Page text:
WiseAcre Gardens

north of the adirondacks – wildflowers & perennials that survive winters colder than my wife's feet

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Posted by WiseAcre on Sep 12th, 2009

Caterpillar Conundrum

2009
Sep 12

Monarch butterfly caterpillars are easy to identify. It’s probably the best known and most photographed caterpillar around.

Monarch caterpillar

Hungry Hungry Caterpillar

Monarch caterpillar eating
click for larger size

The Conundrum:
My problem seems to be that no one has posted one like this before. I’ve looked through hundreds of thumbnails and haven’t come across it yet.

unknown caterpillar
click for background image sized 1024 x 768

Whatever it is, it’s a real looker. In both a pretty and a disturbing kind of way. Looking at the back end you can say ‘yep, that’s the rear’ but when you get to the head I bet you do a double take. At least I did since to me it looks like the caterpillar is excreting a Ladybug.

caterpillar with a head end that looks like a ladybug
click for wallpaper sized image

I know there’s a reason for the fancy makeup. Mother Nature wouldn’t stick a Ladybug’s rear end on this caterpillar’s face just for giggles.

caterpillar with a Ladybug head

If you happen to know the identity of this caterpillar please let me know. I’ve come to the point where I give up trying on-line. The next step is to buy a field guide and hope. …and I’m not about to spend money on this clown.

18 Responses

  1. Charlotte Says:

    Wow… amazing!!

  2. tina Says:

    I’ll give it a look in my books. No promises.

  3. mimmylynn Says:

    You know, they are remaking Alice In Wonderland. Tim Burton has some really strange looking characters in all his movies. Maybe this one escaped.

  4. miss m Says:

    Fabulous pics !
    I think cats are the best. They’re just gorgeous.
    I’m leaning towards Eight-spotted Forester (Alypia octomaculata).
    (The moth is lovely too).

  5. Heather Says:

    Cool, not matter what it is!

  6. rainfield Says:

    Both the antennas of the Monarch butterfly caterpillars are pointing up so high, maybe my comment can be sent over through this station.

  7. Sharodindu Pal Says:

    Simply Wow!!!

    Amazing shots….

  8. donna Says:

    Holy smokes. Those are incredible caterpillar photos. Are you sure you aren’t a National Geographic photographer? My first visit here.

  9. Helen at Toronto Gardens Says:

    After spending about an hour looking at pictures of caterpillars on bugnet.org and whatsthatbug.com (because I am addicted to the thrill of identification), I have discovered three things:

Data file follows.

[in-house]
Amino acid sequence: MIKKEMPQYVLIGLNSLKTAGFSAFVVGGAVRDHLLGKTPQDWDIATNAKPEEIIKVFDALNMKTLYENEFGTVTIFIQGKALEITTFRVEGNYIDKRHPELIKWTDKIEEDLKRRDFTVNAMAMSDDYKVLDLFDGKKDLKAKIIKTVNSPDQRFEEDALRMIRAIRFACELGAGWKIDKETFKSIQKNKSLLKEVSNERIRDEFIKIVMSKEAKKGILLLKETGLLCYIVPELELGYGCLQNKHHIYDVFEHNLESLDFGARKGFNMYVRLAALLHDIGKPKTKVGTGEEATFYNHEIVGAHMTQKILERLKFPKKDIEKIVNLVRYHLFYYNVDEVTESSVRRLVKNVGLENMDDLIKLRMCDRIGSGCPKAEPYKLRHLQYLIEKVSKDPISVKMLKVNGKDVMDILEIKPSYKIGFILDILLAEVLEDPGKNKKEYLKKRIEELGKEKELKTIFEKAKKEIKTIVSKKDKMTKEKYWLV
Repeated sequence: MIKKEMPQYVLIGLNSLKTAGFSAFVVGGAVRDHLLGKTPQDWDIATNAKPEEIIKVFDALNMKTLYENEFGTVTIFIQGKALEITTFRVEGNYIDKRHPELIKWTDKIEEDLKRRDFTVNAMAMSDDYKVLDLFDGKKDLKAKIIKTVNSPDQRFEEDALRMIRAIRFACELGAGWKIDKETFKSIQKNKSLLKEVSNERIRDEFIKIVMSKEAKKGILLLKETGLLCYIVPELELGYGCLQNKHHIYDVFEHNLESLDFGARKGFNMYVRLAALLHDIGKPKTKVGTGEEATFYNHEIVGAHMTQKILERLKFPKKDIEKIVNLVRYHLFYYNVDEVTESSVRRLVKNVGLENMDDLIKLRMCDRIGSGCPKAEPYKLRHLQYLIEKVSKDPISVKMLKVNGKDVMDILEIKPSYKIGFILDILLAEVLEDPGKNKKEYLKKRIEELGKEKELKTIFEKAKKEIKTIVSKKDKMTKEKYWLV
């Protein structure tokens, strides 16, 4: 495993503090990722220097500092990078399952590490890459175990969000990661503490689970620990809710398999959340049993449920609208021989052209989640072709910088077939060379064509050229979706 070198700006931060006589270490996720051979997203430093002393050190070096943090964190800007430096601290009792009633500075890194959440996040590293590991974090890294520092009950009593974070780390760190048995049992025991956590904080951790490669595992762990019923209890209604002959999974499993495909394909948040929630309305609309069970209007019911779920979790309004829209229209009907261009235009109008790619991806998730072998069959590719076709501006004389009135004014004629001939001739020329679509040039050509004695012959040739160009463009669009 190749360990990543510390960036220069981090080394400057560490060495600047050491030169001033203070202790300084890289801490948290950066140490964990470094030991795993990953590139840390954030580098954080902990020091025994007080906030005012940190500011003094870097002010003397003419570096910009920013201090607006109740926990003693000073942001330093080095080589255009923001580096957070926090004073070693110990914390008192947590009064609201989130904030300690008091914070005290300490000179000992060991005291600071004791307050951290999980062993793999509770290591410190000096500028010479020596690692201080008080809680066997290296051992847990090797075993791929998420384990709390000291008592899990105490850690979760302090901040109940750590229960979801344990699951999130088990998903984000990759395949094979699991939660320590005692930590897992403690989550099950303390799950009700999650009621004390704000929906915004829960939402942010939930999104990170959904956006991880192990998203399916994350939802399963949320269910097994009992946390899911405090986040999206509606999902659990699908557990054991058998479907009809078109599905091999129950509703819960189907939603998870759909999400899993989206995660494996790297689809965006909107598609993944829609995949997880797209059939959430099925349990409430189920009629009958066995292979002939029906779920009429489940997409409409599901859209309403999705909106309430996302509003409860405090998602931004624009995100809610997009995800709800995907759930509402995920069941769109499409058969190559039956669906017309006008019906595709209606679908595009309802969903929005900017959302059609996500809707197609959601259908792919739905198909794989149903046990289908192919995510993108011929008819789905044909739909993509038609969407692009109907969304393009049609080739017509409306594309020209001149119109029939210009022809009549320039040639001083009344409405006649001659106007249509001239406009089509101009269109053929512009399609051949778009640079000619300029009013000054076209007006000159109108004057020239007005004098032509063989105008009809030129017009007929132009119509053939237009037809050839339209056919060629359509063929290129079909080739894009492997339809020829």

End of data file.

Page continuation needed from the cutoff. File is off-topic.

a) life is wondrous in all its variety
    b) you take great pictures
    c) I think your caterpillar is the Pearly Wood-Nymph! Have a look:

    http://www.npwrc.usgs.gov/resource/insects/cateast/eudrunio.htm

  10. sharkbytes Says:

    WiseAcre- You are so BAD for me. You know I can’t let a species go unidentified. I have Peterson First Guide to caterpillars and it seems to unquestionably be the Eight Spotted Forester moth caterpillar. “plant foods include grape, Boston ivy, Virginia creeper. Found at the edge of woods, in vineyards and in cities. The adult moth has a black body and wings with a total of 8 spots: two yellow spots on each forewing and two white spots on each hindwing.”

  11. Monica the Garden Faerie Says:

    I love how monarch caterpillars seem to have two sets of antennae. That orange one is indeed freaky wild. I like it!

  12. Sweet Bay Says:

    I agree with Monica word for word lol.

    Great photos!

  13. Flowergardengirl Says:

    Beautiful pictures and how fun to help identify an unknown of which I do not know but looks like you got help. I had three Monarch caterpillars on my Furr Balls bush today. It felt victorious. I’m going out tomorrow to take pictures.

  14. Jacqueline @ deeprootsathome.com Says:

    Hello, WiseAcre,
    I would like permission to use the shot of the face of the Monarch for a header to a post on raising boys through Nature Study. It would link back to you. I understand If you decline, but I felt I should ask 🙂 Thanks!
    Jacqueline

  15. Louisa Flintoft Says:

    Hello. I am the Chief Editor of the journal Nature Reviews Genetics. One of our authors would like to use the great picture of a Monarch butterfly caterpillar at the top of this page in his article. If you are willing in principle, please could you email me so that we can discuss terms? Many thanks!

  16. kc Says:

    i found one today its so different looking never seen one before tell now.

  17. Sheryl Says:

    After a search of monarch caterpillars, I found the photo above to be one I enjoy painting. Thought I would give you a email to be sure you are ok with that. I’ve been painting with acrylics for about 3 years and thought I would enjoy painting a caterpillar and that is what has brought me to the photo above.

    I would be more than willing to refer back to your wonderful site/blog if you so desire.

  18. WiseAcre Says:

    Sheryl,
    Feel free to paint away without any conditions. A mention of the photo that inspired you would be appreciated but there is no need to.

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